Who Fits Under Your Umbrella: The DOC, Inclusion and Advocacy in the Outdoors
This spring, the Black Lives Matter movement swept across the United States and the world. Millions of Americans attended protests, donated money, posted on social media and signed petitions. According to several recent polls, Black Lives Matter is now the largest movement in our country’s history.
As a Dartmouth student, my inbox was flooded with emails from what felt like hundreds of student organizations, each condemning police brutality and voicing their support for the Black Lives Matter movement. There seemed to be a collective realization that the tear gas on the streets of Seattle and the actions of Minneapolis police officers were not isolated events, and that for Black lives to matter, they have to matter everywhere, including the student organizations that call Dartmouth home.
At over 1,500 members, the Dartmouth Outing Club is by far the largest student organization on campus, operating as an umbrella organization for several member clubs, ranging from hiking groups to the competitive woodsmen’s team. Furthermore, in a typical year, over 90 percent of incoming students begin their Dartmouth experience through DOC-affiliated First-Year Trips.
As former DOC president Sarah Kolk ’20 observed, “The DOC has a big responsibility in terms of our scale and our alignment with the institution as a whole. It’s a huge club and has social and cultural pull on the campus.”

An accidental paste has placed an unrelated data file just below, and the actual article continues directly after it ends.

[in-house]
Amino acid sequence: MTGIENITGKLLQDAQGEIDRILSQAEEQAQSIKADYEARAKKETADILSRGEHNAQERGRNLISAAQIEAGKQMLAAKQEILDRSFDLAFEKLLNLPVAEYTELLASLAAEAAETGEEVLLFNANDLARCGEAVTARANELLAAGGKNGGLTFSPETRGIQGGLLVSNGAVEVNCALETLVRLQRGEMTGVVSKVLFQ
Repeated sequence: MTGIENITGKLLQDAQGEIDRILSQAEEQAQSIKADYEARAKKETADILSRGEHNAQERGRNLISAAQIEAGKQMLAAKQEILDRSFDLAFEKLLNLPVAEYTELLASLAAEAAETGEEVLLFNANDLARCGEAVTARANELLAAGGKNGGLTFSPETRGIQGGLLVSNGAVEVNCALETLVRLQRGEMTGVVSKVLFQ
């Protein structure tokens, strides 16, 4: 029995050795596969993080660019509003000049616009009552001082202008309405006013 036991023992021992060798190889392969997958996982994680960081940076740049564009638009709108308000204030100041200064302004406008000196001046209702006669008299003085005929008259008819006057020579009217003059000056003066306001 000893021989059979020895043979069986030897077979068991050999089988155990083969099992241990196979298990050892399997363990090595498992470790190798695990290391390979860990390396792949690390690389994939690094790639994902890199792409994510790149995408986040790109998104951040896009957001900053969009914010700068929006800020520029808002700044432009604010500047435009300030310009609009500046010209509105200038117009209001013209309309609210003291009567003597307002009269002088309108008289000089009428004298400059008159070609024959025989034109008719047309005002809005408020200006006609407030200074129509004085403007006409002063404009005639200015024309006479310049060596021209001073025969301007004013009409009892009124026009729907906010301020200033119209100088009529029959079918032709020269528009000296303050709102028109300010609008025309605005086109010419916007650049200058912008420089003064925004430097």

Kolk continued, “The DOC is important to alumni and to Dartmouth’s image. If we want Dartmouth to be more inclusive, then these massive clubs with a lot of influence need to be more inclusive.”
Supporting inclusion can be as simple as putting your money where your mouth is. This spring, the DOC partnered with Dartmouth club sports to raise over $9,000 for a racial justice matching fund. This fund will be used to match donations given by the greater Dartmouth community to five racial justice-focused organizations.
While the DOC’s size is helpful for raising money and awareness, it also poses a unique challenge. Gabriella Smith ’22, head of the newly formed Diversity, Inclusion, Justice and Equity division of the DOC, reflected on the pitfalls of advocacy work in such a large organization.
According to Smith, because advocacy is not explicitly written into the DOC’s constitution, it was challenging to start advocacy work on a large scale. Smith added that it is impossible to call a club meeting to approve an email when a quarter of the College can be considered DOC members. So, DOC leaders must try to reach a delicate balance between their desire to speak out as advocates with a large platform and the impossibility of speaking for 1,500 very different club members.
In addition to challenges of size and organization, the DOC operates in a field that has traditionally been reserved for white men.
As current DOC president Lauren Dorsey ’22 noted, “The outdoors is traditionally a very exclusive space, just because of the technicality of doing a lot of things — like white water kayaking, for example — and the amount of gear you need.” She added that, historically, the DOC has been a space for white men.
Smith also reflected on the historically white and male nature of outdoor sports.